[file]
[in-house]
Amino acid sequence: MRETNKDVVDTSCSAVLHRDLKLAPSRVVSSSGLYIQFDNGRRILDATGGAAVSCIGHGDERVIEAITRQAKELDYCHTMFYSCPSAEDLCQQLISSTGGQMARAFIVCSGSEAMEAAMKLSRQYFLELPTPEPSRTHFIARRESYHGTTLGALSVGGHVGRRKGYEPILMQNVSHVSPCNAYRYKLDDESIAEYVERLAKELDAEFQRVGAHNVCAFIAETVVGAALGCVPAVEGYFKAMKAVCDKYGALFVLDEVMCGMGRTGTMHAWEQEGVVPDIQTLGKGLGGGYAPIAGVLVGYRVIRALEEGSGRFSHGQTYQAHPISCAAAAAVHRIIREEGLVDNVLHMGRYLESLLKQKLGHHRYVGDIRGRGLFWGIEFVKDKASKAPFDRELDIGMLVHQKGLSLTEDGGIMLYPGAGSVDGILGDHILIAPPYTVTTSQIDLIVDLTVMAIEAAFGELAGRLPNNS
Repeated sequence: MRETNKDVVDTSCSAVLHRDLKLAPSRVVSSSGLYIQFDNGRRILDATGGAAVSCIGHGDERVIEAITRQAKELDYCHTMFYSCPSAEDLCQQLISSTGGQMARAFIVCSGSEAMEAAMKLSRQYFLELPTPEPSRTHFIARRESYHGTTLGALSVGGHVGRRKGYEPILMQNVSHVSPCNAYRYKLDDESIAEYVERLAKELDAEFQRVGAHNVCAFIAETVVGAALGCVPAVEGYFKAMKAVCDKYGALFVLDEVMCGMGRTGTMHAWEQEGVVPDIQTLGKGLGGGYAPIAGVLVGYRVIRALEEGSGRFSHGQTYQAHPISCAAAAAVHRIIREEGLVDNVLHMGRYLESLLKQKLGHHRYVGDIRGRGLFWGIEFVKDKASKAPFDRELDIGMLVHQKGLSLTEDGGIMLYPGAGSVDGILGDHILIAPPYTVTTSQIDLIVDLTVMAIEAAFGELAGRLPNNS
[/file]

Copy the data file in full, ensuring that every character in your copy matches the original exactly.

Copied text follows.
[in-house]
Amino acid sequence: MRETNKDVVDTSCSAVLHRDLKLAPSRVVSSSGLYIQFDNGRRILDATGGAAVSCIGHGDERVIEAITRQAKELDYCHTMFYSCPSAEDLCQQLISSTGGQMARAFIVCSGSEAMEAAMKLSRQYFLELPTPEPSRTHFIARRESYHGTTLGALSVGGHVGRRKGYEPILMQNVSHVSPCNAYRYKLDDESIAEYVERLAKELDAEFQRVGAHNVCAFIAETVVGAALGCVPAVEGYFKAMKAVCDKYGALFVLDEVMCGMGRTGTMHAWEQEGVVPDIQTLGKGLGGGYAPIAGVLVGYRVIRALEEGSGRFSHGQTYQAHPISCAAAAAVHRIIREEGLVDNVLHMGRYLESLLKQKLGHHRYVGDIRGRGLFWGIEFVKDKASKAPFDRELDIGMLVHQKGLSLTEDGGIMLYPGAGSVDGILGDHILIAPPYTVTTSQIDLIVDLTVMAIEAAFGELAGRLPNNS
Repeated sequence: MRETNKDVVDTSCSAVLHRDLKLAPSRVVSSSGLYIQFDNGRRILDATGGAAVSCIGHGDERVIEAITRQAKELDYCHTMFYSCPSAEDLCQQLISSTGGQMARAFIVCSGSEAMEAAMKLSRQYFLELPTPEPSRTHFIARRESYHGTTLGALSVGGHVGRRKGYEPILMQNVSHVSPCNAYRYKLDDESIAEYVERLAKELDAEFQRVGAHNVCAFIAETVVGAALGCVPAVEGYFKAMKAVCDKYGALFVLDEVMCGMGRTGTMHAWEQEGVVPDIQTLGKGLGGGYAPIAGVLVGYRVIRALEEGSGRFSHGQTYQAHPISCAAAAAVHRIIREEGLVDNVLHMGRYLESLLKQKLGHHRYVGDIRGRGLFWGIEFVKDKASKAPFDRELDIGMLVHQKGLSLTEDGGIMLYPGAGSVDGILGDHILIAPPYTVTTSQIDLIVDLTVMAIEAAFGELAGRLPNNS